Today we share the rather odd tale of a French fashion label frequently referred to as preppy, a party with Pippa (Middleton) and some very bad press.
(Full disclosure: yours truly finds the shirt wonderful.)
Vicomte A. styles have the clean, crisp lines many associate with a prep aesthetic.
Marketing is aimed at the leisure class. Mr. de Soultrait knows this market well, born into the aristocracy, he was raised around the pursuits of fellow aristocrats: yachting, horses, and polo matches.
Founded in 2004, the company’s logo incorporates a regal touch.
More on the crown from an interview with Mr. de Soultrait via this story:
Vicomte is a title in French aristocracy – a small yet rare title to hold….the brand has been taken as a shortened version of my title of Vicomte Arthur. Consequently, the crown above the brand name is also representative of the crown of a Vicomte.
Vicomte A. collections have names like “Deauville Yacht Club” and “Urban Traveler”.
Appropriately, the company has a store on Worth Avenue in Palm Beach.
There are boutiques throughout much of the world. In addition to the free-standing Palm Beach store, Vicomte A. merchandise is carried in a broad variety of US boutiques.
Now to that party we mentioned, one that would normally go by unnoticed, receiving little or no media coverage but for the attendance of one guest: Pippa Middleton. Below, a party photo from the Vicomte A. Facebook page, the Vicomte is seated on the ‘throne,’ Ms. Middleton is in the hot pink and gold.
Ms. Middleton has been friends with Mr de Soultrait for some time, below we see an undated photo of the two in a more sedate setting.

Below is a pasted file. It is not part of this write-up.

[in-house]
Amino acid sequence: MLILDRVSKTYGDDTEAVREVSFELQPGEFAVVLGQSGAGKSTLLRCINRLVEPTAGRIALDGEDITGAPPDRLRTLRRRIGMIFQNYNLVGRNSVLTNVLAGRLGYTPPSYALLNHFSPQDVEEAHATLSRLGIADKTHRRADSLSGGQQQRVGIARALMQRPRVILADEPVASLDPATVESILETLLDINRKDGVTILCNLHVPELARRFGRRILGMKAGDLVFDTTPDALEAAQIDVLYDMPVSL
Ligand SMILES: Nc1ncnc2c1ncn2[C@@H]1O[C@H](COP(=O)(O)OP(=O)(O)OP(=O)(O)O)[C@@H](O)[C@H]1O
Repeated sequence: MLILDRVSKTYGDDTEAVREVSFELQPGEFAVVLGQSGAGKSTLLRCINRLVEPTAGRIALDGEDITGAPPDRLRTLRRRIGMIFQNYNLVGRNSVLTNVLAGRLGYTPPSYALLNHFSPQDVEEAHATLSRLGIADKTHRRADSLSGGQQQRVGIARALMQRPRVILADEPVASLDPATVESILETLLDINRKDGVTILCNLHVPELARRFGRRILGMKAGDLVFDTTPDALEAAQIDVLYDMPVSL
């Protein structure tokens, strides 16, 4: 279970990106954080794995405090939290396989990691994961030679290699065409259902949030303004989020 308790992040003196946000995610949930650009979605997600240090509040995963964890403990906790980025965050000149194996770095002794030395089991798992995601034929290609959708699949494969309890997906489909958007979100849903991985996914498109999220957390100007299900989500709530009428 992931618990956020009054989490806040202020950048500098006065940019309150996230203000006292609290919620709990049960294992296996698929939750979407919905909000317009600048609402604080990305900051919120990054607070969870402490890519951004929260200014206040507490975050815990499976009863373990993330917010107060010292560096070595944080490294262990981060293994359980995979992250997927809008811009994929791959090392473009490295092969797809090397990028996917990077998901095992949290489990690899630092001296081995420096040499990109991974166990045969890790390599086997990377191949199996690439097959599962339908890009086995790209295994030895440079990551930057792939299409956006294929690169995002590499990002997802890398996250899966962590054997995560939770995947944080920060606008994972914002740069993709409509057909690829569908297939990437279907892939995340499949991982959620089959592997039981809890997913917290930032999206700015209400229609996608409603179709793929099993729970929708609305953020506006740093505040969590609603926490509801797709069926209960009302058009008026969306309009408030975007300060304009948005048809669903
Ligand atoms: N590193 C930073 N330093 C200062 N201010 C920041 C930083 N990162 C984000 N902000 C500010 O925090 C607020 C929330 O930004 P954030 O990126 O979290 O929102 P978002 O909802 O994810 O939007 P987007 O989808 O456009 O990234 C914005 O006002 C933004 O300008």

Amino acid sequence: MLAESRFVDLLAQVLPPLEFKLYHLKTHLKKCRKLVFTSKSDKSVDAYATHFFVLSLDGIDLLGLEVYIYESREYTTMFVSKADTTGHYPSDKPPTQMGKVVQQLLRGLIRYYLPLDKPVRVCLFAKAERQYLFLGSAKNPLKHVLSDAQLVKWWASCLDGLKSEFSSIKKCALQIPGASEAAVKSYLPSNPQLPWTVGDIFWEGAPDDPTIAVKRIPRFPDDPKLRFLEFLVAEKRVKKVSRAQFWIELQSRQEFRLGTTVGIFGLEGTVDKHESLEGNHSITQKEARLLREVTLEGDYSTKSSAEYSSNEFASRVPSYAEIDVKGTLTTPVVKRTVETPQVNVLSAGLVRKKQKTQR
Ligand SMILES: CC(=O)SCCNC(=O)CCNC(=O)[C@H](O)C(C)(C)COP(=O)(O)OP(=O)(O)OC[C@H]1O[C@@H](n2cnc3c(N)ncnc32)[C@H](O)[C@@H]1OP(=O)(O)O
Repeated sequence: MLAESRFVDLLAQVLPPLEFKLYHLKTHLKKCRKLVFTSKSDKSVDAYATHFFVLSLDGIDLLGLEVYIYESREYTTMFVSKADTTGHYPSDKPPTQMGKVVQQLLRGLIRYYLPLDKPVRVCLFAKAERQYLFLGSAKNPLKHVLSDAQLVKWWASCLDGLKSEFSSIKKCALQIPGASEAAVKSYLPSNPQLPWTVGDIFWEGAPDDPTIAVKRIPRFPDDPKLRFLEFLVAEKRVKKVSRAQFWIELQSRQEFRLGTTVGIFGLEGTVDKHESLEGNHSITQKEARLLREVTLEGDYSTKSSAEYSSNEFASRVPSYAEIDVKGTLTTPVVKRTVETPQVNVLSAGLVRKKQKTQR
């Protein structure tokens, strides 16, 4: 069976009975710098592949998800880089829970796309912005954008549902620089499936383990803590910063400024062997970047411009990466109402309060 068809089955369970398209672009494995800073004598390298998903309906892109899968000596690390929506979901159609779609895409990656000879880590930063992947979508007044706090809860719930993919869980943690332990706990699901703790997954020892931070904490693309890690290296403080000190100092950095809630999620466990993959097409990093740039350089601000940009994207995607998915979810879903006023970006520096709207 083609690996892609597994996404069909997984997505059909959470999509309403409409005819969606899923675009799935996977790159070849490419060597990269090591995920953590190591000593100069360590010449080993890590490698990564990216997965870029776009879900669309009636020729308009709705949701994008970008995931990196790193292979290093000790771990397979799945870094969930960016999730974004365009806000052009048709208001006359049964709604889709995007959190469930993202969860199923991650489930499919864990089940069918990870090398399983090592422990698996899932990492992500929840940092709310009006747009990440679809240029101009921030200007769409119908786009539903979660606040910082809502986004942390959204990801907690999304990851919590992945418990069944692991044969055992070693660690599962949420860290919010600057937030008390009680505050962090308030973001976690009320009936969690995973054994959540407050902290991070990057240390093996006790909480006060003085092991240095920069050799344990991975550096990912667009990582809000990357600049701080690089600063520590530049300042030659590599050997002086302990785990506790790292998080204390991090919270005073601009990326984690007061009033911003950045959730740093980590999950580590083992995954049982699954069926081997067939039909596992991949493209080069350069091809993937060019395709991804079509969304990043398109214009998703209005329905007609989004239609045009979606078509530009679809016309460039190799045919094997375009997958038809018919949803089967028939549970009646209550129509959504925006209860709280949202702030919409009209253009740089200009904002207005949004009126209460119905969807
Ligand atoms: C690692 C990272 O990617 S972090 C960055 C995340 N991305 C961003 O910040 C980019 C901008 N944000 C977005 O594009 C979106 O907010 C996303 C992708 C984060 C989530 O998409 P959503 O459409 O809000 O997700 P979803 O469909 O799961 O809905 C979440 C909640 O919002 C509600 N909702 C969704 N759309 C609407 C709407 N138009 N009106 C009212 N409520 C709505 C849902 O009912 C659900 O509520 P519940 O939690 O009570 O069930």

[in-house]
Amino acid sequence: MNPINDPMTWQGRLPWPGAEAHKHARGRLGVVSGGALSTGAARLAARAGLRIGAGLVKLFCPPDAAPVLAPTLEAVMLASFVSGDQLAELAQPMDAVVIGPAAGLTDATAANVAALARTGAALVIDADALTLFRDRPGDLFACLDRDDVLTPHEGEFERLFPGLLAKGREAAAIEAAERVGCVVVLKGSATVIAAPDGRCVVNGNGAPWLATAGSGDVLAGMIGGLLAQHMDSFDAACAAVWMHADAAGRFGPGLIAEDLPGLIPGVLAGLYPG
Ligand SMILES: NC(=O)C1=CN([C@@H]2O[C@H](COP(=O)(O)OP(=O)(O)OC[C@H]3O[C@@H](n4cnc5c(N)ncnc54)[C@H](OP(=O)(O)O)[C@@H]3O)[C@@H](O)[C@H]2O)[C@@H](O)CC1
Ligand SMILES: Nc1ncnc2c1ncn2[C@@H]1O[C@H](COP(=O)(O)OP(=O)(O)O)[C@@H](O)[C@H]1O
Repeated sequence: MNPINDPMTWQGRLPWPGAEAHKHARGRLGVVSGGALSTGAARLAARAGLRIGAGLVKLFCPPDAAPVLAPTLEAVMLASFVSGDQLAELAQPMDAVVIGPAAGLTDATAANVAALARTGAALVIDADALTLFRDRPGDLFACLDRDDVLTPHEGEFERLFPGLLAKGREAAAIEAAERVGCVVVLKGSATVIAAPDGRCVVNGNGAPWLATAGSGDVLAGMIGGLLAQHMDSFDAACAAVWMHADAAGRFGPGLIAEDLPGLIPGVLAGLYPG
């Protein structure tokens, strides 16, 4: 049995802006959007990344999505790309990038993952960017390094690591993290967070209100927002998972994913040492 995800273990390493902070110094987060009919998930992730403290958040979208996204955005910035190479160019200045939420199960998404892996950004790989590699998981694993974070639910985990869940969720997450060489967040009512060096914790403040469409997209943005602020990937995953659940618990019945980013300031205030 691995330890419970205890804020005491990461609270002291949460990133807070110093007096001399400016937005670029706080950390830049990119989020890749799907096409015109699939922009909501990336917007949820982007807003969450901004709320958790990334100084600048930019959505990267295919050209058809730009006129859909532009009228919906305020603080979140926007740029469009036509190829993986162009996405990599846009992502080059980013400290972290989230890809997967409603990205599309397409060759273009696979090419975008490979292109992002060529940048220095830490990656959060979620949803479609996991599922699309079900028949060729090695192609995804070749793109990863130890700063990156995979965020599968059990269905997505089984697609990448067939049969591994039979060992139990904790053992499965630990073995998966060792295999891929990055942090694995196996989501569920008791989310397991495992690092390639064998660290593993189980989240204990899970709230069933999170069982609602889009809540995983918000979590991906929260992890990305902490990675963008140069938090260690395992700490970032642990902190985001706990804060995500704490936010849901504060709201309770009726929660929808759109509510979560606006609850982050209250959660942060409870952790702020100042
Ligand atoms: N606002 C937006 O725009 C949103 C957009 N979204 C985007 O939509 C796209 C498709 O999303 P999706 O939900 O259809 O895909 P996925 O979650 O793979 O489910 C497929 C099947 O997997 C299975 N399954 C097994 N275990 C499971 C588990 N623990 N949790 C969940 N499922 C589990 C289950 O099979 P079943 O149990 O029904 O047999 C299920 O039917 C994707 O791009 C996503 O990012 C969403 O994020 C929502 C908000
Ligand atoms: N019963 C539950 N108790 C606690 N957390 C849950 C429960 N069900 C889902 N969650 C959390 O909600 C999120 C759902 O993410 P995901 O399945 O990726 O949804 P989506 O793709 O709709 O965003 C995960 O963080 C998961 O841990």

The gala was to celebrate the Vicomte’s birthday, more from The Daily Mail story, no one describes scenes like this quite the way they do:
Accompanied by three of the French capital’s most eligible bachelors, the 28-year-old, dressed as a risqué French courtier, unleashes her best moves on the dance floor among a heaving mêlée of cavorting dwarves, burlesque strippers bursting out of giant cakes and aristocratic French men wearing dog leads.
The stack of photos will not make for very happy viewing at the palace today. First off there is the general impression of privileged debauchery, with a powerful overall air of entitled arrogance…..
There is no shortage of party pix on the company’s Facebook page, 472 in one album alone.
Then there are the dwarves. Having novelty dwarves at a wild party is an old custom among some shock-seeking impressarios, but it doesn’t get any more tasteful as the years pass by. Let’s put it this way: going to a party where small people have been hired to walk around as a freak show, for people to laugh at, is unlikely to feature as a top tip in Pippa’s forthcoming party book.
The brand isn’t one we were familiar with previously, nor is it one we’ll be adding to the walk-in.
At the risk of being as vulgar as the party itself, we must note this is not one you can put in the ‘nouveau gauche’ category, far from it, the de Soultrait lineage goes back centuries. No claims of ‘new money and no taste’ to support these activities, nay-nay. Am I the only one who thinks Mr. de Soultrait and friends are ideal for reality TV, “The Real Comtes of Burgundy?” or some such program? (The Consort’s reaction to that notion: “Wouldn’t that be a bit highbrow for this crowd?” Ouch.)